The weak_ptr holds a weakly referenced pointer to an object that is managed by a shared_ptr (or by multiple shared_ptr instances). The weak_ptr does not affect the strong ref count. You typically construct a weak_ptr out of a shared_ptr, and then when you need to access the underlying object, you call lock() on the weak_ptr which gives you a shared_ptr (with ref count incremented). One use of weak_ptr types is to help avoid circular references, which often leads to memory leaks as objects continue to remain in memory. Another example would be cached access to objects that may or may not be alive in memory. So you’d store the weak_ptrs and whenever you need to access the object, you’d check to see if the object’s alive, and create a shared_ptr from the weak_ptr as needed. The code snippet below shows such a pattern.

class NumberStoreCache
{
private:
  unordered_map<int, weak_ptr<NumberStore>> cache;

  shared_ptr<NumberStore> AddToCache(int number)
  {
    shared_ptr<NumberStore> store = make_shared<NumberStore>(
        number);
    weak_ptr<NumberStore> weak(store);
    cache[number] = weak;
    return store;
  }

public:
  shared_ptr<NumberStore> GetNumberStore(int number)
  {
    if (cache.find(number) == cache.end())
    {
      return AddToCache(number); // call 1 
    }
    else
    {
      weak_ptr<NumberStore> weak = cache[number];
      if (weak.expired())
      {
        return AddToCache(number); // call 2
      }
      else
      {
        return weak.lock(); // call3
      }
    }
  }
};

void Foo()
{
  NumberStoreCache nsCache;
  auto ns1 = nsCache.GetNumberStore(10); // call 1
  ns1.reset();
  auto ns2 = nsCache.GetNumberStore(10); // call 2
  auto ns3 = nsCache.GetNumberStore(10); // call 3
}

Using shared_ptr

While unique_ptr is meant for single-owner scenarios, shared_ptr is the reference counted smart pointer class that allows you to share the smart pointer around your code. Consider the code snippet below, which uses the NumberStore example from the previous blog entry.

void SharedPtrVersion()
{
  shared_ptr<NumberStore> number(
      new NumberStore(100)); // Ref Count : 1
  Foo(number); // Ref Count : 1 on function return
  shared_ptr<NumberStore> copy = number; // Ref Count : 2
  Foo(number); // Ref Count : 2 on function return
  copy.reset(); // Ref Count : 1
  Foo(number); // Ref Count : 1 on function return
  Foo(copy); // This will crash
}

The output will be:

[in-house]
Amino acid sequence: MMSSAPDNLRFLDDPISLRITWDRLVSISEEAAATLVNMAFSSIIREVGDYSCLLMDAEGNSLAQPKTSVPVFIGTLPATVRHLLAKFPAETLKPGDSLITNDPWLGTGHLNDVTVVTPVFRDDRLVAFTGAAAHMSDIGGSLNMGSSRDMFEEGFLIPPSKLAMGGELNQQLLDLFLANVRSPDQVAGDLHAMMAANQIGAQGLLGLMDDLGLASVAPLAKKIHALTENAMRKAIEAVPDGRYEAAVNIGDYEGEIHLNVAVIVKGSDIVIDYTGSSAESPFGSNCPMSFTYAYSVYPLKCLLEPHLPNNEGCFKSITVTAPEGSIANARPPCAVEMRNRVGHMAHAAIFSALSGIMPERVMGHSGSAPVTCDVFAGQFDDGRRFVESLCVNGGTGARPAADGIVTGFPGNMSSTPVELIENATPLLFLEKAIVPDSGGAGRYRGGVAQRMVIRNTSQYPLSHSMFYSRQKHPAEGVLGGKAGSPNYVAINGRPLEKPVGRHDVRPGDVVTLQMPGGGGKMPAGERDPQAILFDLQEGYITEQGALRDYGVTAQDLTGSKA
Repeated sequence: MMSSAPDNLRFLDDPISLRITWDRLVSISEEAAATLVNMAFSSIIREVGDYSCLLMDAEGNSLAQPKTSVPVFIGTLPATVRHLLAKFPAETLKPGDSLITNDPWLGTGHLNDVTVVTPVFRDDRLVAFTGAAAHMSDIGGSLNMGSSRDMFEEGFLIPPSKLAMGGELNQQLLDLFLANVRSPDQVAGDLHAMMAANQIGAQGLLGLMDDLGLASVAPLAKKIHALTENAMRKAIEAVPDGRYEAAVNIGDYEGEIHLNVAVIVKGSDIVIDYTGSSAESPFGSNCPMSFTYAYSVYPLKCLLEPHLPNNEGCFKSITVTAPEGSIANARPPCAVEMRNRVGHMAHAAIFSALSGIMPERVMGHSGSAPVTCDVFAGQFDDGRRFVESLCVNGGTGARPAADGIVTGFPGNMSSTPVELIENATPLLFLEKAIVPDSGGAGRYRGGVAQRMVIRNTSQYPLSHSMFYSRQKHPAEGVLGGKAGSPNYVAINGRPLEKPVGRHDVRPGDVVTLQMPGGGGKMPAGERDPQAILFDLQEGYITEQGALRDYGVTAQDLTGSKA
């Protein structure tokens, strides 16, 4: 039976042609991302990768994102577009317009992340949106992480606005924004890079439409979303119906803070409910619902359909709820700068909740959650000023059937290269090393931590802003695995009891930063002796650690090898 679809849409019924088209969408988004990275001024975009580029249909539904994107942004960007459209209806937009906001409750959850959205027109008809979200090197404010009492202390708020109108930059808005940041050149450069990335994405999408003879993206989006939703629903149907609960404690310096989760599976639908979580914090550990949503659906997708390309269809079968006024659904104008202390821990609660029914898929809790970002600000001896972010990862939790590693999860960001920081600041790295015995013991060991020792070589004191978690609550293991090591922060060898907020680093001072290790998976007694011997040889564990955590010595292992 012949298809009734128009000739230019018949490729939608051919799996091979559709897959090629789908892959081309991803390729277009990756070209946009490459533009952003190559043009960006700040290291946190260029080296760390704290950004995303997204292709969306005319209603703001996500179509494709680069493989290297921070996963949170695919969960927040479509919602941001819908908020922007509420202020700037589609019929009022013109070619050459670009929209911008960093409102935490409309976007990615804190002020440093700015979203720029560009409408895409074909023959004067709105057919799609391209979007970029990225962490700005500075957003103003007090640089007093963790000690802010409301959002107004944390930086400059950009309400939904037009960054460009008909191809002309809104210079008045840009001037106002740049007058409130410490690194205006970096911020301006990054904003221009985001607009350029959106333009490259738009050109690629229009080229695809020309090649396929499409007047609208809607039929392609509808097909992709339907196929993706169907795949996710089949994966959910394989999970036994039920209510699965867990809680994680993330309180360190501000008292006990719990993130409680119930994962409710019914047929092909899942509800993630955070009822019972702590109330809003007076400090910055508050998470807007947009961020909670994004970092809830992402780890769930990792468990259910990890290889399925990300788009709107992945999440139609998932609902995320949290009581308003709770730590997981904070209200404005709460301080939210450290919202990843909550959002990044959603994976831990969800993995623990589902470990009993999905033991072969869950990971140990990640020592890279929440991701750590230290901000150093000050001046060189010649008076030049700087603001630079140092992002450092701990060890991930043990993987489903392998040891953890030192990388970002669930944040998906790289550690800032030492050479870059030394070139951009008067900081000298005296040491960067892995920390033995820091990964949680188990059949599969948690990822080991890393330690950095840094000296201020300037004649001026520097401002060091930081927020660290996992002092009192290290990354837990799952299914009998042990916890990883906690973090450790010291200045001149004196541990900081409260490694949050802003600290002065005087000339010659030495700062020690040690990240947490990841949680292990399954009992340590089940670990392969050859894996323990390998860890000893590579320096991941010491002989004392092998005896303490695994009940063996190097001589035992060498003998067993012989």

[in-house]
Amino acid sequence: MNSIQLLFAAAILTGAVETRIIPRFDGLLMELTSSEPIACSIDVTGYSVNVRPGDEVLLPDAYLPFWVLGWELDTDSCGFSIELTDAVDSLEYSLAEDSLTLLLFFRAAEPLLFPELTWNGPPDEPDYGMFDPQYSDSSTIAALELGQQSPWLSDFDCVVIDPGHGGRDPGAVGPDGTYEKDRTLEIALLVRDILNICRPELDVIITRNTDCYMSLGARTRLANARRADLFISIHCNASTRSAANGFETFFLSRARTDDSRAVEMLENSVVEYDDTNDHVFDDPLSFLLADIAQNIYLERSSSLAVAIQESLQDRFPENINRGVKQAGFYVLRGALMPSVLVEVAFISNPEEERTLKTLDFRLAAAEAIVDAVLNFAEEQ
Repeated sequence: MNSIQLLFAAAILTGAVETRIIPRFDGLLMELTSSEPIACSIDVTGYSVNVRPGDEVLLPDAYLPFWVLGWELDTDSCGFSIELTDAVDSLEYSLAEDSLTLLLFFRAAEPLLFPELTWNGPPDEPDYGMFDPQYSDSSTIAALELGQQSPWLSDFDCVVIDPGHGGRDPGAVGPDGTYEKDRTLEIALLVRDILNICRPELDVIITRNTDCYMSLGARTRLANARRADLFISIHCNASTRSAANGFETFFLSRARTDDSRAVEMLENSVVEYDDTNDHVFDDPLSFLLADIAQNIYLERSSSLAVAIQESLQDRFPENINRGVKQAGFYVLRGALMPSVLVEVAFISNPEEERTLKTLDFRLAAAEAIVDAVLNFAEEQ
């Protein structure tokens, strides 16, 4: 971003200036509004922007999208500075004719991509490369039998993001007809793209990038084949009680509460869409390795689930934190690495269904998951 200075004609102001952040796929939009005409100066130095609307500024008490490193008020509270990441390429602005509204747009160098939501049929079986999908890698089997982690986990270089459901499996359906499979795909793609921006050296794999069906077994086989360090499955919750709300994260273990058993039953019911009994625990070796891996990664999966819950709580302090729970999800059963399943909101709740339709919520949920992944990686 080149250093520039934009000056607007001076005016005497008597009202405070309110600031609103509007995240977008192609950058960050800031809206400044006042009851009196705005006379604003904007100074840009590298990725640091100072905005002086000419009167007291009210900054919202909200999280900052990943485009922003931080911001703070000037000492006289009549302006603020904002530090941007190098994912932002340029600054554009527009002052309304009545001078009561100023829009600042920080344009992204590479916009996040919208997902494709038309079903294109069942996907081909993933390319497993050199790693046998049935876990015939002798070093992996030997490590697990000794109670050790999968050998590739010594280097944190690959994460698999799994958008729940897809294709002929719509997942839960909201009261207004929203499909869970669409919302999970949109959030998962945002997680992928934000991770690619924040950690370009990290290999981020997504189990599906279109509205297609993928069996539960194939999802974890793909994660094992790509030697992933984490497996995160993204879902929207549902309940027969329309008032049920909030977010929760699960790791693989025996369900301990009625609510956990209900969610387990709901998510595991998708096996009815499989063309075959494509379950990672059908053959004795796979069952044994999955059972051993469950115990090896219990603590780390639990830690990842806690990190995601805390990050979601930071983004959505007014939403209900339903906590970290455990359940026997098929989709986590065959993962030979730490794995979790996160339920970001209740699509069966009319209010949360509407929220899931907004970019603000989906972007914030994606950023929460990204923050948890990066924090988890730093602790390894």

NumberStore ctor
Foo : 100 Ref Count : 2
Foo : 100 Ref Count : 3
Foo : 100 Ref Count : 2
NumberStore dtor

The ref count goes up inside Foo‘s body as Foo has received a copy of the shared_ptr. It goes back as soon as Foo returns. Creating a copy increments the ref count as expected. Calling reset() decrements the ref count and releases ownership. Trying to pass around a reset shared_ptr will give you a crash / access violation.

The shared_ptr class also allows you to pass a lambda as the deletion method called in the destructor, so you can do something like this.

void SharedPtrArrayVersion()
{
  shared_ptr<NumberStore> number(
    new NumberStore[3], 
    [](NumberStore* pNumStore) { delete[] pNumStore; });
}

Note: when you call reset, if the ref count drops to 0, the object is destroyed. Example:

void SharedPtrVersion2()
{
  shared_ptr<NumberStore> number(new NumberStore(100));
  shared_ptr<NumberStore> copy = number;
  number.reset();
  copy.reset(); // destructor is called here
  cout << "end of method" << endl;
}

The next blog entry will talk about the weak_ptr class (the last of the 3 smart pointers introduced in C++ 11).

Using unique_ptr instead of auto_ptr

I’ve had a bit of a blogging hiatus and hope to make amends for that. Going forward, I will continue to blog on modern C++ features and also focus on newer frameworks from Microsoft (primarily C++ focused, but non-C++ technologies that interest me will also be discussed).

For years, we’ve all used auto_ptr with all its pitfalls. A minor issue was its lack of support for an array of objects, so if you used it with with an array of objects, only the first one would get deleted. A much bigger issue is that the auto_ptr transfers ownership when it’s assigned to another auto_ptr. And because this happens in a non-obvious fashion, it’s fairly easy to introduce problems in your code. The unique_ptr solves both these problems. It has a partial specialization that correctly calls delete[] on an array of objects. It also emphasizes the point of unique ownership. So you have to explicitly move an unique_ptr into another unique_ptr.

Here are some code snippets that show this more clearly.

class NumberStore
{
  int _num;

public:
  NumberStore(int num = 0) : _num(num)